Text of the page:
The multi-leg fiber reinforced concrete is concrete in which fibers have been embedded to prevent the concrete from being fractured due to cracks developing therein. Each fiber has multiple legs, defining two and three dimensional structures. At least one fiber is embedded in a volume of concrete, where the at least one fiber has at least first and second legs respectively extending along first and second directions. The first and second directions are angularly oriented with respect to one another between 45° and 135°, with each of the first and second legs having a free end and a fixed end. Each free end has a substantially Z-shaped contour. The fixed ends of the first and second legs may be joined together to define a two-dimensional fiber structure. The at least one fiber may be partially coated with a polymeric material, such as polypropylene.
In an alternative embodiment, the at least one fiber further includes a third leg, having opposed first and second ends. The first end thereof is joined to the fixed end of the first leg, and the second end thereof is joined to the fixed end of the second leg. The third leg extends along a third direction, where the third direction is angularly oriented with respect to each of the first and second directions between 45° and 135°. In this embodiment, a first plane, defined by the first direction and the third direction, is orthogonal to a second plane, defined by the second direction and the third direction.
In a further alternative embodiment, the at least one fiber further includes a third leg, a fourth leg, a fifth leg and a sixth leg, with each leg having opposed first and second ends. The first end of the third leg is joined to the fixed end of the first leg, and the second end of the third leg is joined to the first end of the fourth leg. Similarly, the second end of the fourth leg is joined to the first end of the fifth leg, and the second end of the fifth leg is joined to the first end of the sixth leg. The second end of the sixth leg is joined to the fixed end of the second leg. The third, fourth, fifth and sixth legs respectively extend along third, fourth, fifth and sixth directions, where each of the first, second, third, fourth, fifth and sixth directions are angularly oriented with respect to one another between 45° and 135°.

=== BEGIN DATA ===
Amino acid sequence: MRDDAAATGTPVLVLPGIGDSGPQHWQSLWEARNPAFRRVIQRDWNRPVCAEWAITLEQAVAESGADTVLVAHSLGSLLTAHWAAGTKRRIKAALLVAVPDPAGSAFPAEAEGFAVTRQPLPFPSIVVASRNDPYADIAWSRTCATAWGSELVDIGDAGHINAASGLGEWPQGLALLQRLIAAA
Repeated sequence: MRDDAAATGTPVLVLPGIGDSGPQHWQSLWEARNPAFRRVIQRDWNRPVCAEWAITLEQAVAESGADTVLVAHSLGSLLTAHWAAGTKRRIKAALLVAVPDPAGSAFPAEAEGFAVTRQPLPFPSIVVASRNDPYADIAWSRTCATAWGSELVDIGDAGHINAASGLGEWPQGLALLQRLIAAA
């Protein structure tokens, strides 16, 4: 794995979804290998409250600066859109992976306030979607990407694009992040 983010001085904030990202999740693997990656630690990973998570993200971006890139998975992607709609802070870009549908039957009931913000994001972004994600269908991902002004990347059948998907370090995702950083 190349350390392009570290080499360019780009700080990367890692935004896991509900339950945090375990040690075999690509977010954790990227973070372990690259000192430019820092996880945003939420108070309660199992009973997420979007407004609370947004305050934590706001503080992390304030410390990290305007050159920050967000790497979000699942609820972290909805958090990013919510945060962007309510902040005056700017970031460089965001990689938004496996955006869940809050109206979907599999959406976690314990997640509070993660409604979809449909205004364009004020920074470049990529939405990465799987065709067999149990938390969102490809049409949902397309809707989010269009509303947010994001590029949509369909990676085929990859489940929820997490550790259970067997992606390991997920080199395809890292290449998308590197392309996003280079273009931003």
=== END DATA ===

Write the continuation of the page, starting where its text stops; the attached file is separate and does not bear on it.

These and other features of the present invention will become readily apparent upon further review of the following specification.
BRIEF DESCRIPTION OF THE DRAWINGS
FIG. 1 is a partial view in section of multi-leg fiber reinforced concrete.
FIG. 2 is a side view of an alternative multi-leg fiber of the multi-leg fiber reinforced concrete.
FIG. 3 is a perspective view of a multi-leg fiber of the multi-leg fiber reinforced concrete.
FIG. 4 is a perspective view of another alternative embodiment of the multi-leg fiber of the multi-leg fiber reinforced concrete.
FIG. 5 diagrammatically illustrates the multi-leg fiber of the multi-leg fiber reinforced concrete of FIG. 2 resisting a crack forming in the concrete across a bend of the multi-leg fiber.
FIG. 6 diagrammatically illustrates the multi-leg fiber of the multi-leg fiber reinforced concrete of FIG. 2 resisting a crack forming in the concrete across a midpoint of a leg of the multi-leg fiber.
FIG. 7 is a side view of another alternative embodiment of the multi-leg fiber of the multi-leg fiber reinforced concrete.
FIG. 8 diagrammatically illustrates the multi-leg fiber of FIG. 7 resisting a crack forming in the concrete across a midpoint of a leg of the multi-leg fiber.
FIG. 9 diagrammatically illustrates the multi-leg fiber of FIG. 7 resisting a crack forming in the concrete across a midpoint of a leg of the multi-leg fiber, following exposure of the concrete to fire.